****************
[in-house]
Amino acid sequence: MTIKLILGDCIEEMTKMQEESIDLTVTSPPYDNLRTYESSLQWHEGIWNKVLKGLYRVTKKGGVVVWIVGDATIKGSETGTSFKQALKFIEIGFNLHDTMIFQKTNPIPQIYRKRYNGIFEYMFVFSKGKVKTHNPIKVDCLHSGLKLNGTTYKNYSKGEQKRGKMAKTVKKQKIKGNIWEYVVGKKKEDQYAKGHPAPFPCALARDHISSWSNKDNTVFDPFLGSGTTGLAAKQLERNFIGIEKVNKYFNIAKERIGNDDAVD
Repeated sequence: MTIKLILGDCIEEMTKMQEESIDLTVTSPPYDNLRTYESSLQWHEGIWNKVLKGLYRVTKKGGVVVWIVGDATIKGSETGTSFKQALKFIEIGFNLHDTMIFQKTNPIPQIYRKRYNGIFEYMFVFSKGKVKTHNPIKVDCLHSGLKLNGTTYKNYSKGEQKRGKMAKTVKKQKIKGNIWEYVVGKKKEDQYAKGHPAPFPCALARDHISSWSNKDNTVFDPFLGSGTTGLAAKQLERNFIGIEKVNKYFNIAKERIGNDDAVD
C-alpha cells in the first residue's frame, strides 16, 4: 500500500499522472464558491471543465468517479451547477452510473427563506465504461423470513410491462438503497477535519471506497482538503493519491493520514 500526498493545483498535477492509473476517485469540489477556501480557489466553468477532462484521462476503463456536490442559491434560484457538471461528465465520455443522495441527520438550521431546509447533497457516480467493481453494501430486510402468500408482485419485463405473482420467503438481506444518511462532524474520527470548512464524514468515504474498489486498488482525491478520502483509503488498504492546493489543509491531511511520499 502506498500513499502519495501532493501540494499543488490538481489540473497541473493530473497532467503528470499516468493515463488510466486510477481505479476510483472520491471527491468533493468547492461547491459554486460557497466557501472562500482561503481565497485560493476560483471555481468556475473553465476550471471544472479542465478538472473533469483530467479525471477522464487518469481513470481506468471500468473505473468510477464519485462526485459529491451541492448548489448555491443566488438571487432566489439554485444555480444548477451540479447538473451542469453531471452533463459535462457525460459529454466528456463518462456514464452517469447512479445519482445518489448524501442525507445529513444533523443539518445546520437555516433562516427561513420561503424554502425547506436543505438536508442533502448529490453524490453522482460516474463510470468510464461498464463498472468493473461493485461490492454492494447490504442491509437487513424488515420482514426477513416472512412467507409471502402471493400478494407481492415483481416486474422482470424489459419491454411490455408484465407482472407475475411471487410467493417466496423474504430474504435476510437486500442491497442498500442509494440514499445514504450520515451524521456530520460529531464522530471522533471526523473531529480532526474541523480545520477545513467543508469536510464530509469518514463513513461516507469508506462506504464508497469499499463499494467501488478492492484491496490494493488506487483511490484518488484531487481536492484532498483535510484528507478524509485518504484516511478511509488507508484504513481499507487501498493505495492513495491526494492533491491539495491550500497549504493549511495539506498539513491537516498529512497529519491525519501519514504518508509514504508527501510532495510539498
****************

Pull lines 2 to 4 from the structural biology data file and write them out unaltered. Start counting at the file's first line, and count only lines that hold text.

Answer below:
Amino acid sequence: MTIKLILGDCIEEMTKMQEESIDLTVTSPPYDNLRTYESSLQWHEGIWNKVLKGLYRVTKKGGVVVWIVGDATIKGSETGTSFKQALKFIEIGFNLHDTMIFQKTNPIPQIYRKRYNGIFEYMFVFSKGKVKTHNPIKVDCLHSGLKLNGTTYKNYSKGEQKRGKMAKTVKKQKIKGNIWEYVVGKKKEDQYAKGHPAPFPCALARDHISSWSNKDNTVFDPFLGSGTTGLAAKQLERNFIGIEKVNKYFNIAKERIGNDDAVD
Repeated sequence: MTIKLILGDCIEEMTKMQEESIDLTVTSPPYDNLRTYESSLQWHEGIWNKVLKGLYRVTKKGGVVVWIVGDATIKGSETGTSFKQALKFIEIGFNLHDTMIFQKTNPIPQIYRKRYNGIFEYMFVFSKGKVKTHNPIKVDCLHSGLKLNGTTYKNYSKGEQKRGKMAKTVKKQKIKGNIWEYVVGKKKEDQYAKGHPAPFPCALARDHISSWSNKDNTVFDPFLGSGTTGLAAKQLERNFIGIEKVNKYFNIAKERIGNDDAVD
C-alpha cells in the first residue's frame, strides 16, 4: 500500500499522472464558491471543465468517479451547477452510473427563506465504461423470513410491462438503497477535519471506497482538503493519491493520514 500526498493545483498535477492509473476517485469540489477556501480557489466553468477532462484521462476503463456536490442559491434560484457538471461528465465520455443522495441527520438550521431546509447533497457516480467493481453494501430486510402468500408482485419485463405473482420467503438481506444518511462532524474520527470548512464524514468515504474498489486498488482525491478520502483509503488498504492546493489543509491531511511520499 502506498500513499502519495501532493501540494499543488490538481489540473497541473493530473497532467503528470499516468493515463488510466486510477481505479476510483472520491471527491468533493468547492461547491459554486460557497466557501472562500482561503481565497485560493476560483471555481468556475473553465476550471471544472479542465478538472473533469483530467479525471477522464487518469481513470481506468471500468473505473468510477464519485462526485459529491451541492448548489448555491443566488438571487432566489439554485444555480444548477451540479447538473451542469453531471452533463459535462457525460459529454466528456463518462456514464452517469447512479445519482445518489448524501442525507445529513444533523443539518445546520437555516433562516427561513420561503424554502425547506436543505438536508442533502448529490453524490453522482460516474463510470468510464461498464463498472468493473461493485461490492454492494447490504442491509437487513424488515420482514426477513416472512412467507409471502402471493400478494407481492415483481416486474422482470424489459419491454411490455408484465407482472407475475411471487410467493417466496423474504430474504435476510437486500442491497442498500442509494440514499445514504450520515451524521456530520460529531464522530471522533471526523473531529480532526474541523480545520477545513467543508469536510464530509469518514463513513461516507469508506462506504464508497469499499463499494467501488478492492484491496490494493488506487483511490484518488484531487481536492484532498483535510484528507478524509485518504484516511478511509488507508484504513481499507487501498493505495492513495491526494492533491491539495491550500497549504493549511495539506498539513491537516498529512497529519491525519501519514504518508509514504508527501510532495510539498